EU summit: No sanctions against Erdoğan regime

As was to be expected, no punitive measures were imposed on Turkey at the EU special summit in Brussels because of its aggressive attitude in the gas dispute with Greece. Instead, the EU will merely maintain the threat of sanctions.

As analysts had already expected in the run-up to the EU special summit in Brussels, no sanctions whatsoever were imposed because of the aggressive escalation policy of the Erdoğan regime in the conflict with Greece over sea areas off Cyprus. Instead, the EU announced as a maximum offer to maintain the threats of sanctions against Turkey. Germany had used its full weight in favor of Turkey in the run-up and prevented sanctions, as well as mediating a dialogue on the natural gas issue between Athens and Ankara.

Threats of sanctions as a negotiating tool

The threats of sanctions against Turkey were linked to the abandonment of Cyprus' blockade of sanctions against Belarus. The EU declared that it would use "all the instruments at its disposal" if Ankara was not prepared to engage in dialogue on the natural gas question. The word "sanctions" was avoided, but two articles from the EU treaties were mentioned, which are the basis for the imposition of sanctions. The EU postponed the decision on possible sanctions "at the latest" until December. The decision is particularly problematic for Cyprus because Turkey is the only country in the world that does not recognize the Republic of Cyprus and occupies the northern part of the island. Accordingly, Cyprus was not included in a dialogue. Ankara wants above all to exploit natural gas deposits off the southern Cypriot coast.

Merkel: "Constructive Agenda with Turkey”

German Chancellor Angela Merkel therefore stressed that Ankara must now also end "the provocations and pressure" against Cyprus, that the EU wants to call for "a constructive agenda with Turkey" if efforts to reduce tension in the eastern Mediterranean are successful. This applied to "cooperation on the refugee issue" and "the expansion of the customs union". These statements appear cynical in two respects. Not only is the humanitarian catastrophe on Lesbos a consequence of the dirty EU-Turkey deal, the situation of refugees who are being held in Turkey is also unacceptable. Child labor, deportations to war zones and chain deportations in violation of international law are the order of the day. Merkel's appeasement policy also seems more than inappropriate in light of the Turkish attacks on Armenia and the transportation of jihadists from Syria to Azerbaijan, who are internationally outlawed as terrorists, in order to fight against Armenia.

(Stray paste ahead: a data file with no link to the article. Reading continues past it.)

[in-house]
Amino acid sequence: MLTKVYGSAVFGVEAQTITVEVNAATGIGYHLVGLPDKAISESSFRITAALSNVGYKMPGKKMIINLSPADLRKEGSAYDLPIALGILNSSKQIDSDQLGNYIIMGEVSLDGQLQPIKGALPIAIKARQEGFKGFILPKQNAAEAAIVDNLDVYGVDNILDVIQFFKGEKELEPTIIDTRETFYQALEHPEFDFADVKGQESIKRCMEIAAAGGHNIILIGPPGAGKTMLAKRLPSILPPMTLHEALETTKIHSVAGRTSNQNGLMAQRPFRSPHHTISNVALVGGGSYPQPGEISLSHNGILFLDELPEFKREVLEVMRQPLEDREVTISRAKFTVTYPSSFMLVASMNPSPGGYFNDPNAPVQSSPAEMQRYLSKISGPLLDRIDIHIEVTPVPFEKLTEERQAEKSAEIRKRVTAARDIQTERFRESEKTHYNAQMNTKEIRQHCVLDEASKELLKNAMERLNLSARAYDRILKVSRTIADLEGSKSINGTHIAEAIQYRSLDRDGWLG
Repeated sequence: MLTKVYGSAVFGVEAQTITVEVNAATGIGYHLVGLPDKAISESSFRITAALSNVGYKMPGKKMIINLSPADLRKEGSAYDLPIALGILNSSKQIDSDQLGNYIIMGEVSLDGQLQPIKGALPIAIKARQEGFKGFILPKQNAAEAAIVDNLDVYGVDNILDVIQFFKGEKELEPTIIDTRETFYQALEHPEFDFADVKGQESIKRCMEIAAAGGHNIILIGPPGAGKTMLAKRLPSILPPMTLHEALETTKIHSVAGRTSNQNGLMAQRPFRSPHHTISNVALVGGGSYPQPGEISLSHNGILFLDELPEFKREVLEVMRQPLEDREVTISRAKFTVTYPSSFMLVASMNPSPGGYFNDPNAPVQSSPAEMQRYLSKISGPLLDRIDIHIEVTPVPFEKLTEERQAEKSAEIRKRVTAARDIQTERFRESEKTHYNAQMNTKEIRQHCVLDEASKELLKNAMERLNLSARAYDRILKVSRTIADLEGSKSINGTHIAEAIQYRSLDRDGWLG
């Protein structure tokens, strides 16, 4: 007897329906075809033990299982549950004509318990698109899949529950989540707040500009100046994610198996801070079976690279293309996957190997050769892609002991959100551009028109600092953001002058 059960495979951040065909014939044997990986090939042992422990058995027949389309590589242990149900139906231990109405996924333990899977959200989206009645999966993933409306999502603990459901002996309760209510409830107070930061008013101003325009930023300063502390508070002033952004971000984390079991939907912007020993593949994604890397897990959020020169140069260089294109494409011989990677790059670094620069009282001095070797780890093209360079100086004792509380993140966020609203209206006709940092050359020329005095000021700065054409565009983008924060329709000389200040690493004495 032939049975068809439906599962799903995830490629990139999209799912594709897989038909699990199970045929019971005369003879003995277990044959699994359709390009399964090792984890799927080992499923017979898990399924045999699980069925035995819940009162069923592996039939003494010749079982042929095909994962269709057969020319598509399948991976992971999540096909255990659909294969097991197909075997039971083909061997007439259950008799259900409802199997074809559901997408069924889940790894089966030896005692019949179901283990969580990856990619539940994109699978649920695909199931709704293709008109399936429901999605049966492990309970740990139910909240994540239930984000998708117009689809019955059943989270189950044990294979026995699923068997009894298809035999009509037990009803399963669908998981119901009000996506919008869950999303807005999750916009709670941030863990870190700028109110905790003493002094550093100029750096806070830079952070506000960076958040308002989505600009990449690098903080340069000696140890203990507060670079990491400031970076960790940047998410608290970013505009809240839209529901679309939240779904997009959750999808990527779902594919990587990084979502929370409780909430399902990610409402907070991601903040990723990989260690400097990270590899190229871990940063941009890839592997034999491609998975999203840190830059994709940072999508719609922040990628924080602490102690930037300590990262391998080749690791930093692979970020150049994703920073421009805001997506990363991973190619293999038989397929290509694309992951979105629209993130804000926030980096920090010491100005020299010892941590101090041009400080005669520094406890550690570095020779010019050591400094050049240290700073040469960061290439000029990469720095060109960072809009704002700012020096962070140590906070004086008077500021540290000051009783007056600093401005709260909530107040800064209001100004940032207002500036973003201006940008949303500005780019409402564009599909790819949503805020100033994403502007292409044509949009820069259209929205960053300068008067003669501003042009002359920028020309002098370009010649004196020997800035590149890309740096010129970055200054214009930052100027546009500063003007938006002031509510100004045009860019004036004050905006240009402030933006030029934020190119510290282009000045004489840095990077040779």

Macron calls for clarification on jihadist transport to Azerbaijan

On the subject of Artsakh (Nagorno-Karabakh), the summit only just managed to get a demand for "an immediate end to the fighting". In contrast to Germany, French President Emmanuel Macron called on the Turkish government to provide clarification on the alleged transfer of 300 jihadist mercenaries from Syria to Artsakh. Macron called this action the crossing of a "red line". France is one of the states within the EU that is critical of Turkey and takes a political stand against Turkey in Libya, the eastern Mediterranean and the Caucasus.